A question that many of us boaters get from non-boaters is whether boating is expensive or not. Even still, sometimes we have people tell us that it is expensive and they swear they know this from experience. For example: One of my friends is a pilot and has a small plane that he keeps at a local airport near where I live. I was hanging out with him at the airport one day and he introduced me to his friend, John. John and his wife had a private hanger with an apartment upstairs and a machine shop in the back. His wife, who was also a licensed pilot, flew a twin engine Cessna and John had an old WWII warbird that he had restored years earlier. He was very proud of his toy and told me that he bought it for a song at 80 grand and then spent several years and over a hundred thousand dollars having it restored. Needless to say, I was impressed. When he asked me if I flew as well, I responded by telling him that I was into boating.
“Oh”, he said. “We got out of boating because it was too expensive.”
“You gotta be kidding me”, I thought as I stood there looking at well over a half million dollars of the toys in their hangar.
Obviously, his boat must have been a hell of a lot bigger than mine!
I had another friend tell me recently that he had also gotten out of boating because of the expense only to tell me less than five minutes later that he just bought and Audi R8! Uh, have you seen the price tag on that car!!??
Now, we all know that the bigger the boat is and the more gadgets that it has, the more expensive it is going to be but you can apply that rule to just about anything. The truth is that boating does not have to be expensive unless you just don’t mind allowing it to be. Here are some rules of thumb to keep your boating costs down.
|New boats are quite nice but at a much greater expense.|
Do you really need a new boat? - Have you seen the cost of new boats today? I bought my first boat brand new in 2002 and I remember what I paid for it. A boat of similar size and equipped the same way now costs almost three times as much as what I paid back then. It is no secret that boat prices have skyrocketed in recent years.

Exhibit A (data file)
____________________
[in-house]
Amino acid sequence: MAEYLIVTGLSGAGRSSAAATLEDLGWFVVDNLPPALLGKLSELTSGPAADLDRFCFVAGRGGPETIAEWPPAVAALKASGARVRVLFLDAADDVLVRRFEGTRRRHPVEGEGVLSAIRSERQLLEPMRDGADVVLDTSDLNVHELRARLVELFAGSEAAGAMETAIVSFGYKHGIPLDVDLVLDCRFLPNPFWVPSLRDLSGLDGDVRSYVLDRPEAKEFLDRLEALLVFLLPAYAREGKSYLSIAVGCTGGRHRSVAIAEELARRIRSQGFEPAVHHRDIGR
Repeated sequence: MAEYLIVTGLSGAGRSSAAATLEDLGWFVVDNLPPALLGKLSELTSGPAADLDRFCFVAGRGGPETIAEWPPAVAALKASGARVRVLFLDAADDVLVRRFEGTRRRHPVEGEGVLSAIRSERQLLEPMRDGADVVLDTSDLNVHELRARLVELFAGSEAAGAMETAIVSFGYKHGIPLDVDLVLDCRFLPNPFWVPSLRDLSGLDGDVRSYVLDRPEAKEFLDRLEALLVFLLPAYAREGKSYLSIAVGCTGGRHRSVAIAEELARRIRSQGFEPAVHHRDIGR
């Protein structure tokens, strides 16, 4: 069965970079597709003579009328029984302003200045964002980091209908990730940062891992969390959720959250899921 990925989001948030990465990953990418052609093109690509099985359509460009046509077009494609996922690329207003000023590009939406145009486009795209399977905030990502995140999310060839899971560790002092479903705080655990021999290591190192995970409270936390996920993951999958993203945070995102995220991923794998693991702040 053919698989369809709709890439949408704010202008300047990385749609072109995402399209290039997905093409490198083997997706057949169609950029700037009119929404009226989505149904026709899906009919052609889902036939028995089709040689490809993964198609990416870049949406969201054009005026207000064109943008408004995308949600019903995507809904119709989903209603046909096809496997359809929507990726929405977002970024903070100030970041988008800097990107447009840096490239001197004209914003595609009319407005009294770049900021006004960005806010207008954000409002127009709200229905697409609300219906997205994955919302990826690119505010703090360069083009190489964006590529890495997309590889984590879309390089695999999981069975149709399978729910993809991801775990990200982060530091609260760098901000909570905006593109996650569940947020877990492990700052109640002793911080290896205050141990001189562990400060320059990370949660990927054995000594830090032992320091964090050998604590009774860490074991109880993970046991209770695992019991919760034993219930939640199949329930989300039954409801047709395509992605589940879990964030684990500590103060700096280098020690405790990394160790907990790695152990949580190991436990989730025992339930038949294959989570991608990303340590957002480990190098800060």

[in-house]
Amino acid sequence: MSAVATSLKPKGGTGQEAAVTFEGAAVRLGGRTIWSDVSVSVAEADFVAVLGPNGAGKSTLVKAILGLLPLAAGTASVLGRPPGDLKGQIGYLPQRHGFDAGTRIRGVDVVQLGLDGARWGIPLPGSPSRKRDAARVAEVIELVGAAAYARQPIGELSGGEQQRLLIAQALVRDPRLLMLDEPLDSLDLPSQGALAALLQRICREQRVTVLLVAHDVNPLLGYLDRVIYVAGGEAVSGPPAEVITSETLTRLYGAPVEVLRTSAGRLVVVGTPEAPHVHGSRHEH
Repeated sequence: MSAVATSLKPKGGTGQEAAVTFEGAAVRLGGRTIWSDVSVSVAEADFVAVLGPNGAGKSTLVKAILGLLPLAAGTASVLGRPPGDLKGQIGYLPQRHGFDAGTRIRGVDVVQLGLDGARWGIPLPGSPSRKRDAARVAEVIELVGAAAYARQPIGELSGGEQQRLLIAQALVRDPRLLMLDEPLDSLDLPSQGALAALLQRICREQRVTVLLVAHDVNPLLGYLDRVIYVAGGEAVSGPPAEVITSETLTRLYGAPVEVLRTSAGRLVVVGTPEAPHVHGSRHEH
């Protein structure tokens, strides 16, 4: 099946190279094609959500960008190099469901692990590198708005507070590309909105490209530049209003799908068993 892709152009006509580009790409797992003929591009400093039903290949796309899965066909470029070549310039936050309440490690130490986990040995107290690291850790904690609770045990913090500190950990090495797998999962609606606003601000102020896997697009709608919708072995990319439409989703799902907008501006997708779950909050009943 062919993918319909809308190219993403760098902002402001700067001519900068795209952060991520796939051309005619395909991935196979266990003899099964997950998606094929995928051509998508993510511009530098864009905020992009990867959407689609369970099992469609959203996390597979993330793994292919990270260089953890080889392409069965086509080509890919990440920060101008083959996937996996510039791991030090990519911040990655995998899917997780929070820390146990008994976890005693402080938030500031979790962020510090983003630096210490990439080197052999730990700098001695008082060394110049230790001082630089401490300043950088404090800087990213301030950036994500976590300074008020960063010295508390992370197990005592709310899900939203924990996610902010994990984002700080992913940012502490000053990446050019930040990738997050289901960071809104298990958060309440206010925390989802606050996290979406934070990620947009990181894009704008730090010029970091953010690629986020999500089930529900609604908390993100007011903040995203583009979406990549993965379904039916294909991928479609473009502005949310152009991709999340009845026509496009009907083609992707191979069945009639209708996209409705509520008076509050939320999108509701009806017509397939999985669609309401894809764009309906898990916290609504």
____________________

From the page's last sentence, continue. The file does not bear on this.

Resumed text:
If you are looking to purchase a boat, consider buying a used boat. There are many people who buy a boat because they love the idea of having a boat but later find out that they do not have the time to enjoy it. Hence it is easy to find slightly used boats that are only a few years old at a great price. You also have owners that treat their boats like babies over many years before finally selling it which ends up being a treasure for the next owner. My current boat is 30 years old and was 28 years old when I purchased it. It had been well cared for by the previous owner and everything works perfectly. I happen to be a big fan of classic boats and that was the main reason why I purchased it but the fact that I could buy a boat of its size and features for a fraction of the cost of a new one was a big plus as well.
|A fluid extractor makes changing the oil on your boat quite easy.|
Do the maintenance yourself – You could pay twice as much to a mechanic for changing the the oil on your boat compared to what you might pay to change the oil on your car. Sure, it is a little different but I don’t think the difference justifies that much of an increase. This seems to hold true for other marine maintenance jobs as well. The fact is, however, that you can perform most marine maintenance tasks yourself, whether it be oil changes, outdrive maintenance or changing spark plugs. If you can do regular maintenance on your car, you definitely can on your boat. Even if you aren’t a grease monkey, it’s really not that hard.